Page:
BOI-485 does not state how long this episode lasted, nor is it certain that this is the only visual episode referred to. There is therefore some doubt as to whether radar and ground-visual observations at Lakenheath were at any time actually concurrent. It appears that at the time of first visual contact no unknown radar targets were being reported, and the statement that "two radar sets [evidently CPS-5 & CPN-4 in this context] and three ground observers report substantially same" can be taken to indicate similarity rather than concurrency. But no exact times are given and Stimson's summary could be interpreted to mean that there was some degree of concurrency at some time: "The maneuvers of the object were extraordinary; however . . . radar and ground visual observations were made on its rapid acceleration and abrupt stops . . ." Indeed, the statement that "radars reported these facts to occur at later hours than the ground observers", given the meaning of "hours" in military-speak [i.e., "2300 hours", "2305 hours" and so on], does not necessarily imply that radar and visual observations did not overlap. This could be interpreted to mean that the objects were first sighted visually (presumably close in to the station at low estimated altitude), moved away to the E, and were then detected on radar when they left the shadow cone and entered (or re-entered) the surveillance coverage. On this interpretation the visual objects might relate to two of the "three to four additional [radar] objects" which GCA detected "doing the same maneuvers in the vicinity of this station" whilst the primary radar target was being tracked by GCA and RATCC at greater range.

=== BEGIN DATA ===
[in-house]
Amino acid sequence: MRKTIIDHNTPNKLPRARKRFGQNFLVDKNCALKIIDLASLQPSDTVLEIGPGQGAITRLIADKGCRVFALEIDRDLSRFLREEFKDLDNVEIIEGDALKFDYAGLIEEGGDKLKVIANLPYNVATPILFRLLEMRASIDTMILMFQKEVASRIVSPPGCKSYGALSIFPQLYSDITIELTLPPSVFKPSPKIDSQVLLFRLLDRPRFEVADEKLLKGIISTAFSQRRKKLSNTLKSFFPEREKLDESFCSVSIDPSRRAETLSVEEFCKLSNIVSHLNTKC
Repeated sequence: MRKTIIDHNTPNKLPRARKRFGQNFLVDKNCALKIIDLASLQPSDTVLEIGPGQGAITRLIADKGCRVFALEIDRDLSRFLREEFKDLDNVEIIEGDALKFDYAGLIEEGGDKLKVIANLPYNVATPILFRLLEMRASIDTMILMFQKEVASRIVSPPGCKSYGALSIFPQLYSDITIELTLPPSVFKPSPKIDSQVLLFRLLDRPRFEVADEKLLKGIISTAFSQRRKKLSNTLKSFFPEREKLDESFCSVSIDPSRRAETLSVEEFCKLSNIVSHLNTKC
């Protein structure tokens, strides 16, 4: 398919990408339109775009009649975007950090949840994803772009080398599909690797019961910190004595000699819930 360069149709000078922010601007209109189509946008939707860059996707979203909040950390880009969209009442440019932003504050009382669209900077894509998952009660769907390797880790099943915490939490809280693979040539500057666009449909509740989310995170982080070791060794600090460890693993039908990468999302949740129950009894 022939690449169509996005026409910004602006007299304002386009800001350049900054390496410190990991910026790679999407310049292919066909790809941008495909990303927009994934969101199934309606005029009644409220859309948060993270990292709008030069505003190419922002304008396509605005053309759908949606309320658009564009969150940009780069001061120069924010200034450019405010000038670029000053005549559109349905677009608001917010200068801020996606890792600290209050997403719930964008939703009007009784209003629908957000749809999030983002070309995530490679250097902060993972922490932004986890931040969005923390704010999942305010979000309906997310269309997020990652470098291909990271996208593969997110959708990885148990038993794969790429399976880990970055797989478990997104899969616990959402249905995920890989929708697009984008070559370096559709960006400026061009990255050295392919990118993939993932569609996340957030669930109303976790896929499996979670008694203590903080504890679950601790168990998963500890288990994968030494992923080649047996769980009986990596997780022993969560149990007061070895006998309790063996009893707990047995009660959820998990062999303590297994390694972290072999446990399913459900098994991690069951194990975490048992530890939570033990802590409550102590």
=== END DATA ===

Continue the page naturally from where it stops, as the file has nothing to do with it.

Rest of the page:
That these targets were ex hypothesi not initially detected on radar but were seen visually inbound from the NE is not necessarily a difficulty, since there is no reason to assume that the GCA trailer was manned until after the Bentwaters alert. If the GCA operators were relaxing in the standby room with no expectation of inbound traffic, this would be consistent with Perkins' statements that there was "little or no traffic" on the RATCC radar, and that it was only after his unit was alerted that he had his controllers "start scanning the scopes [emphasis added]". Indeed he said in 1975: ". . . unless they [GCA operators] are expecting traffic or actually handling an arrival or departure they very rarely sit in the trailer at ten or eleven at night. Ours were in the trailer at the time but that was probably because we asked them to look for the target we had been alerted to look for." In fact the request came direct from Bentwaters according to BOI-485, but the point stands. Thus visual objects may well have been seen which were at some later stage also detected by radar, and there may well have been radar-visual concurrency at this time. But as usual BOI-485 is simply unclear.